That is, you dont always have to write parentheses around every instruction to call programs. A line without parentheses and context should be interpreted as if parentheses were put around it. That is, outside any construct like let, loop, etc. – just for the purpose of small function calls outside any other context, just for convenience. As soon as you are inside another lispy context (like let, if, begin, etc.), this should fail. Whether to allow this inside shellscripts or not is a good question – some programs may rely on syntax without parentheses. I would allow it under the same conditions. And above all: As soon as there is one parenthese, parentheses are not optional anymore. That is to prevent ambiguousities. Having one pair of parentheses around a line should really mean the same as having none of them, while having two of them should really always mean having two pairs of them.

There should be only one type of token

Strings, Symbols and several kinds of numbers can be distinguished in most lisps. For a shell-language, this isnt really necessary, I think. Strings are enough. They can carry every information of the other ones. Numbers can always be encoded in decimal Strings – well, arithmetic will get a lot slower then, but for simple calculations it should be fully sufficient, for complex ones one shouldnt use a shell-language anyway. There should be two ways of specifying them: When they dont contain any special character, they can be passed like symbols known from other Lisps. With special characters, they have to be put in quotes. And – above all – no unquoting inside strings, like in bash or php. Some function like string-append should be provided, but inside quotation marks, there may be a syntax for special characters, but nothing more.

One problem which arises with this approach is how to handle variables. If you dont distinguish between numbers, symbols and strings, you dont have any possibility of determining whether a variable or the actual value is to be requested. Well, for the global environment-variables, there should be special commands getenv and setenv, anyway.

For local variables, it is the same as the problem about quoting and unquoting, that already arises in other Lisps. On the one hand, in most cases one could just say „just dont name your local variables like strings and other symbols are named“. Maybe that would be the best way to do, and leave the rest to the programmer. But that could also cause confusion. So for variables, maybe a bash-like syntax like $“…“ would be good, i.e. having a $ in front of a string to denote variables. But then, one either would have to enforce quotation marks after $, or to add some additional conventions for strings which could get complicated. I think, just defining a function-like object called $ is also sufficient. Then you can access your variables with ($ var). You can pass Strings in both Syntaxes, and in the end, having ${varname} is not so much less verbose than having ($ varname). Of course, maybe this is not the most convenient thing one can imagine, but in my oppinnion, instead of adding a lot of additional Syntax to spare a few characters, a simple, easily-understandable programming model is more important.

There should be no high-level-objects

Lists can sometimes be useful in a shell, too. Like lists of files, or – if you want streaming – lazy lists of characters. So the basic instructions cons, car and cdr should be there (maybe named „pair“, „first“, „second“). But I dont see any use of cyclic data-structures in a Shell-Language. Without cycles, a simple reference-counter suffices for memory-management rather than a fully-blown garbage collector. Good garbage collectors can get very complex, while bad garbage collectors can be extremely bad in performance and memory-usage, both facts do not fit to a shell-language – a shell-language should do its stuff quickly and then be quiet and keep out of the way. A static reference counter and not allowing cyclic data structures anyway sounds like the best way to do. So, for lists, car, cdr and cons exists, but no way of setting the car and cdr of an existing cons.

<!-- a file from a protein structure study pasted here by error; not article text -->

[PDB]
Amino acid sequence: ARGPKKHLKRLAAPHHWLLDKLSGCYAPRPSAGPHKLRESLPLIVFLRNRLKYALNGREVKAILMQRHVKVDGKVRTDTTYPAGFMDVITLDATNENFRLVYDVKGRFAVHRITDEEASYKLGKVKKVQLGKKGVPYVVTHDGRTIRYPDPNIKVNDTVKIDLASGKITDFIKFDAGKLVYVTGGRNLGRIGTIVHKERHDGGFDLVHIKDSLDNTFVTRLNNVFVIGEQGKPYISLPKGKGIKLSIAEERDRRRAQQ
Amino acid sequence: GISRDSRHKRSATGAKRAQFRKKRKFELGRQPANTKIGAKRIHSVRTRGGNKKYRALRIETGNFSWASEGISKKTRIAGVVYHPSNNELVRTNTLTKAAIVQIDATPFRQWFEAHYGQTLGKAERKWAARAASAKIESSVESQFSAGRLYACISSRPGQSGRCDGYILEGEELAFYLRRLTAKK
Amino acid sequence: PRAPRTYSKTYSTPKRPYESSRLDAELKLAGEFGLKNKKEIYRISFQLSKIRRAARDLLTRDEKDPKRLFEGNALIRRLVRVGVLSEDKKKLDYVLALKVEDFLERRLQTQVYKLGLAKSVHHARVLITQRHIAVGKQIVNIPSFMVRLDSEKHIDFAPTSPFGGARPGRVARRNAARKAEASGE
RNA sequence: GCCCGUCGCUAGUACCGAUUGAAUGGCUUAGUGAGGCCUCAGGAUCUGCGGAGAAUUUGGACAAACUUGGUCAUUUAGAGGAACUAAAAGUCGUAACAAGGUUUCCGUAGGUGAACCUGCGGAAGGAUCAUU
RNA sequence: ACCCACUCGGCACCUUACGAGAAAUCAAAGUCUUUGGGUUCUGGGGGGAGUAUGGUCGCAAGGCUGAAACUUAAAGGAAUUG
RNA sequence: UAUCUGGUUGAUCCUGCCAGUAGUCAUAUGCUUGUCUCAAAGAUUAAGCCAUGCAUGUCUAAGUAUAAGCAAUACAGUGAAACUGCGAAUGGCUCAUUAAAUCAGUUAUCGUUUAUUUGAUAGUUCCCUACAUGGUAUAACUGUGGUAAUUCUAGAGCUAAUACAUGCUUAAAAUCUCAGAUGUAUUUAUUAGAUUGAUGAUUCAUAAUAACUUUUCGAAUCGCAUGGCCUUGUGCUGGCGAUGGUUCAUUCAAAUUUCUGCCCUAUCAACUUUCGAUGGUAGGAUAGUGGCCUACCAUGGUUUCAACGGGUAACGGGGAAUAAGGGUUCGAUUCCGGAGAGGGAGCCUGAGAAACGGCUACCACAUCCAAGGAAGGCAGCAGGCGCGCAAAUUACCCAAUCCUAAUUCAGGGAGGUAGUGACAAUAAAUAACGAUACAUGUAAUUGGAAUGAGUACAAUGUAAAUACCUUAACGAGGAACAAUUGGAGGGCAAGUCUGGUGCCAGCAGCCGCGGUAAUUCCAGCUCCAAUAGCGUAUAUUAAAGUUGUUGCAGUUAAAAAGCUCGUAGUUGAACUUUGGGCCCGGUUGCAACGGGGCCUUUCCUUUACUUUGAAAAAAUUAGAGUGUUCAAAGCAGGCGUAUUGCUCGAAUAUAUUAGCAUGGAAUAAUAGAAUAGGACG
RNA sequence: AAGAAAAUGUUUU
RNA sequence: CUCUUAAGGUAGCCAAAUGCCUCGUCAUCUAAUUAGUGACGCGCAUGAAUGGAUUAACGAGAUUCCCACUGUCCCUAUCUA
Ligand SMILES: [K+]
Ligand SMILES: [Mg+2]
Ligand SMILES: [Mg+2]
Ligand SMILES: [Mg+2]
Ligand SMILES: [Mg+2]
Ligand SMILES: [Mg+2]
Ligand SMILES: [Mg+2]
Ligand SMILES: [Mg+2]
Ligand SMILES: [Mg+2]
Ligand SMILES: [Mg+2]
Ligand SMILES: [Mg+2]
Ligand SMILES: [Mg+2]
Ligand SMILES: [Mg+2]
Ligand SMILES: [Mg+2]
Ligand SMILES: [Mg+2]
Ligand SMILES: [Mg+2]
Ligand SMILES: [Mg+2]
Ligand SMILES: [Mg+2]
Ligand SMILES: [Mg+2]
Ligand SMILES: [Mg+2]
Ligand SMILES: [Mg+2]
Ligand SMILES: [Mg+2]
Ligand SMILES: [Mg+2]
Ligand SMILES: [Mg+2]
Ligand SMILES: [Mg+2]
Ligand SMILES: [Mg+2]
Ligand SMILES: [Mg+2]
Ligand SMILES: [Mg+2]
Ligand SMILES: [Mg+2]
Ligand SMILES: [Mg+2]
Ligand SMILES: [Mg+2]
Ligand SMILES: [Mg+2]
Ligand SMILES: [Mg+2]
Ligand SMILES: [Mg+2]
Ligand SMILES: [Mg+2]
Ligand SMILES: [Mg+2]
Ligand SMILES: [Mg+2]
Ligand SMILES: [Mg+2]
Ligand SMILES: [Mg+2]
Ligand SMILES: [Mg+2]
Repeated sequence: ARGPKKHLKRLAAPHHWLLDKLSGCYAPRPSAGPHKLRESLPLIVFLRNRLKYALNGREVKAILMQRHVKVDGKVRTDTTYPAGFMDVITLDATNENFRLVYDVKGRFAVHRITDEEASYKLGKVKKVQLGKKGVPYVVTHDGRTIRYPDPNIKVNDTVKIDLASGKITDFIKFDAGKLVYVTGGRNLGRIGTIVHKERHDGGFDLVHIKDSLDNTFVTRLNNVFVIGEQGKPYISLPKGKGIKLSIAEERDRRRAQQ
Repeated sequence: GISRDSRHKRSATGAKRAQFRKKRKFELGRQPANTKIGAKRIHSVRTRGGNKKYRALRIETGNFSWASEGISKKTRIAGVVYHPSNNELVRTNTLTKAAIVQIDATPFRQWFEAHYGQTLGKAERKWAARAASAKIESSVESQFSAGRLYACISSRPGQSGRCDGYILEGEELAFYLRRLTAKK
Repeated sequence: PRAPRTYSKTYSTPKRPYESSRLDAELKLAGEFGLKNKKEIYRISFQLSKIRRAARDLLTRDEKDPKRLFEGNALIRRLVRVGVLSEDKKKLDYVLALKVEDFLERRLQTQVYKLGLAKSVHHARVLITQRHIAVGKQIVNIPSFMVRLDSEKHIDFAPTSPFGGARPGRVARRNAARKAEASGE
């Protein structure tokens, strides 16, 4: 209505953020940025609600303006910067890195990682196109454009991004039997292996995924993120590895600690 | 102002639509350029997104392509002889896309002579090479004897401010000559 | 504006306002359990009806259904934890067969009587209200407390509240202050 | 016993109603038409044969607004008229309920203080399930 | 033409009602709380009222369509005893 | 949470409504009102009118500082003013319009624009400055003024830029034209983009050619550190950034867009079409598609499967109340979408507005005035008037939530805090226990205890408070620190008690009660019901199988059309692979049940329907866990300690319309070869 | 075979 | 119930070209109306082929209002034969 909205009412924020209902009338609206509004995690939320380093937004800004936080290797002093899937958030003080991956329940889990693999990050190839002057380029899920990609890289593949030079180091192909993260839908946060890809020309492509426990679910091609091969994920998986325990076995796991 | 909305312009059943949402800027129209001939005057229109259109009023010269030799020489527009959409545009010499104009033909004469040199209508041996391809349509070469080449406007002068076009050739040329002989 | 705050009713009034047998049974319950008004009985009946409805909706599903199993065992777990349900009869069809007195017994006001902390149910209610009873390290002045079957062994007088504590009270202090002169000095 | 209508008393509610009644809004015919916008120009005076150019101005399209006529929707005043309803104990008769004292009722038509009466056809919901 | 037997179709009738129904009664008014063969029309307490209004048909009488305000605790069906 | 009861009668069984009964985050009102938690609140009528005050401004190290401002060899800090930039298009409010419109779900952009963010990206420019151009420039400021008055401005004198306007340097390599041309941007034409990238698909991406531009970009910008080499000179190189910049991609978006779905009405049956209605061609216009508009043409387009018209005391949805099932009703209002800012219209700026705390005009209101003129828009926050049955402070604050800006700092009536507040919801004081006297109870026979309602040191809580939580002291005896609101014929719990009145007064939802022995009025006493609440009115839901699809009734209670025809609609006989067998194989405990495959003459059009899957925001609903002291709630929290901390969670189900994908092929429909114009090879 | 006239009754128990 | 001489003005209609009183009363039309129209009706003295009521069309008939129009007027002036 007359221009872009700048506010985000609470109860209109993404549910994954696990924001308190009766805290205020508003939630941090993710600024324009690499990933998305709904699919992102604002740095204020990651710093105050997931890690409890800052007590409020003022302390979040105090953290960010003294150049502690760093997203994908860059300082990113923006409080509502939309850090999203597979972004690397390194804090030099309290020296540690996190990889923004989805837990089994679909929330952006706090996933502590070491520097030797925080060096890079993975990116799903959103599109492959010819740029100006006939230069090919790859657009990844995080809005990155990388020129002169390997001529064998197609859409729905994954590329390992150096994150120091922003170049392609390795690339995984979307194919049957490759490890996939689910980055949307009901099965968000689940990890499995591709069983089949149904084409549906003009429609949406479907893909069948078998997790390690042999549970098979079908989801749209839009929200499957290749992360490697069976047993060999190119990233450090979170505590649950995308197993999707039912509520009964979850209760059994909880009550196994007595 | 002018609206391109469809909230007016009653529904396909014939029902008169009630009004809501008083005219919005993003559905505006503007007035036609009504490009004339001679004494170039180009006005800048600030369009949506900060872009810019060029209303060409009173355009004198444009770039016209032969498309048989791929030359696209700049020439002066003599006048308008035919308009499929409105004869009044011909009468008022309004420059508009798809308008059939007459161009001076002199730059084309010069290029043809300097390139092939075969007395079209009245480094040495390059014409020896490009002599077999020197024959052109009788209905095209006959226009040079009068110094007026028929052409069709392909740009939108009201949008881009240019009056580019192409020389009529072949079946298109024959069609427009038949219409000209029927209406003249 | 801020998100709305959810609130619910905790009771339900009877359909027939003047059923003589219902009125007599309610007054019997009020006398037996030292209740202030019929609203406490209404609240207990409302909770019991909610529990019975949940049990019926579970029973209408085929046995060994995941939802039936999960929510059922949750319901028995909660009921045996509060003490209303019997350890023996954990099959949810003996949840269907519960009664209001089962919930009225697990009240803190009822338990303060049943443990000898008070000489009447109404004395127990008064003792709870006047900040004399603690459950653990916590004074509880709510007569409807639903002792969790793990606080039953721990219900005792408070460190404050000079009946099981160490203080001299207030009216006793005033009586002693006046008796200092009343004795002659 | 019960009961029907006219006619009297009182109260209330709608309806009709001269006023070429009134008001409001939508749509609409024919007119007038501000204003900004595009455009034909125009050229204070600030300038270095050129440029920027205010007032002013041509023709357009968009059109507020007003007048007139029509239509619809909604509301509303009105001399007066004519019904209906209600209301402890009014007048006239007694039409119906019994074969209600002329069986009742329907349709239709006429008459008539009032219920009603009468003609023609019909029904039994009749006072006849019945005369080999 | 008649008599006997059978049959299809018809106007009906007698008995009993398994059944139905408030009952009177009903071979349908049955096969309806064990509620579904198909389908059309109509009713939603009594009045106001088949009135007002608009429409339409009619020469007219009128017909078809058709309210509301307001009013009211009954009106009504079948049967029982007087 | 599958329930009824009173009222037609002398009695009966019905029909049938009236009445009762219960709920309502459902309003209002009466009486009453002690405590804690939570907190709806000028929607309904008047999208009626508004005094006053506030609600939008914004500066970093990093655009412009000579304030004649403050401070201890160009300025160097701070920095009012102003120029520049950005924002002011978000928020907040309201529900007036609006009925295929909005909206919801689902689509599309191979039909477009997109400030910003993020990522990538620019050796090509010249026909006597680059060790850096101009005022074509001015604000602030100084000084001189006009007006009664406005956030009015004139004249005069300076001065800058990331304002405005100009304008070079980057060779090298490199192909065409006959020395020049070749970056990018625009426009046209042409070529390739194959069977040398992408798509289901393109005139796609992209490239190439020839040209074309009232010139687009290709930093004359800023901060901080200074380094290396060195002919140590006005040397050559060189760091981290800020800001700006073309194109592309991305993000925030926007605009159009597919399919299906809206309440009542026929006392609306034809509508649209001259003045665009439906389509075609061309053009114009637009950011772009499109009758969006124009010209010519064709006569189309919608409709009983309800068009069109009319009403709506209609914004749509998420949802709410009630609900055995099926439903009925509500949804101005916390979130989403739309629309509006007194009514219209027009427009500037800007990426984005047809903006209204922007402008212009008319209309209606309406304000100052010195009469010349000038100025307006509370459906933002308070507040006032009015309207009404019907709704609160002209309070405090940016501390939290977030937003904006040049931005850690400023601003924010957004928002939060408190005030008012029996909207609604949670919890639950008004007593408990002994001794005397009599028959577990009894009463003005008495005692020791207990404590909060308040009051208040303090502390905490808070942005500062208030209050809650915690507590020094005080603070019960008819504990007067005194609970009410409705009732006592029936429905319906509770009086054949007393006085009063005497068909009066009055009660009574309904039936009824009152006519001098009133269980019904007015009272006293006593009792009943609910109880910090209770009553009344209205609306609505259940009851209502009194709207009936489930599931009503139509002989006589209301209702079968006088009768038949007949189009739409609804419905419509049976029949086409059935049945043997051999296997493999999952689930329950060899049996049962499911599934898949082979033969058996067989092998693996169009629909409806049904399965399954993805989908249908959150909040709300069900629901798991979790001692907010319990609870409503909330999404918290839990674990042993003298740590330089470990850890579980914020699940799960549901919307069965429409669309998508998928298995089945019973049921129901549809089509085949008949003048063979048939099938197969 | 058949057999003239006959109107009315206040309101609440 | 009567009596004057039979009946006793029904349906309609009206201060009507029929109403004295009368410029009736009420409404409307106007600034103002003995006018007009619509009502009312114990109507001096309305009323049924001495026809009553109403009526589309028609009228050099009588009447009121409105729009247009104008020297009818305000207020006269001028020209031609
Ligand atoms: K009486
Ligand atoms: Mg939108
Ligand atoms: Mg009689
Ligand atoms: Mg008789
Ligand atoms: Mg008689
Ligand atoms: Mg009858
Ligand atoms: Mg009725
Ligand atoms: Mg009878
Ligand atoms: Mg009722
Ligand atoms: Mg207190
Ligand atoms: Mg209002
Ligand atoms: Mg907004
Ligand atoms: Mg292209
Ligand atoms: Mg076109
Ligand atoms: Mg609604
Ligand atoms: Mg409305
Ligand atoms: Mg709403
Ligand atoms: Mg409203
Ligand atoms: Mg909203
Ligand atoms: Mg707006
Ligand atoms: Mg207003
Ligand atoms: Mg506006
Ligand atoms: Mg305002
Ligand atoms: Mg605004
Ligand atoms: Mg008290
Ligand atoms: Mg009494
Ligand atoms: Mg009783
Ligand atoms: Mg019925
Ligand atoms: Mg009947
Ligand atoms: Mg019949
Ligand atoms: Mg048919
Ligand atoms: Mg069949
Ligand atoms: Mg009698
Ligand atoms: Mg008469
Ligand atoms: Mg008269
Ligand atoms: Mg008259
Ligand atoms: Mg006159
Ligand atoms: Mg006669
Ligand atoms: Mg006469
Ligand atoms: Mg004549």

There should be C-like scope-declarations rather than let-declarations

One thing that sometimes really annoyes me when using Scheme or Common Lisp is that local variables cannot be declared in the place they are used without adding an additional let-block. Therefore, either the variables need to be declared on top of the block, or you will get code which isnt readable because of the many sublists it contains. Or you will just use a long let*-declaration which saves all intermediate results, so you can code like you would do in a C-Like language.

Of course, inside a real Lisp, the let-approach gives you a lot of benefits like a complete control of which variables are currently declared in your scope, so in this case its a trade that you will kindly accept. But shell-scripting is mostly about quickly coding a few basic computations. Therefore, I think its better to give a possibility to declare variables and scopes in the way C does using curly parentheses and equal-instructions. One could declare the commands (block …) for declaring that here starts a new scope, and (var … = …) for declaring variables, as commands, and additionaly (set … = …) to set them.

Above, the usage of arbitrary strings as variable names was suggested, without the bounds a fixed let-Syntax would give, you can define variables named by arbitrary strings. In fact, the approach of allowing an arbitrary string for accessing variables has some disadvantages. You can produce very bad-looking code, and of course, you can use this as a hack for getting arrays and dictionaries. But on the one hand, if you quickly want to collect a few elements into indexed variables, there is nothing wrong with this, if you really need to exploit it to the maximum, you will get ugly unreadable code, but thats your problem then.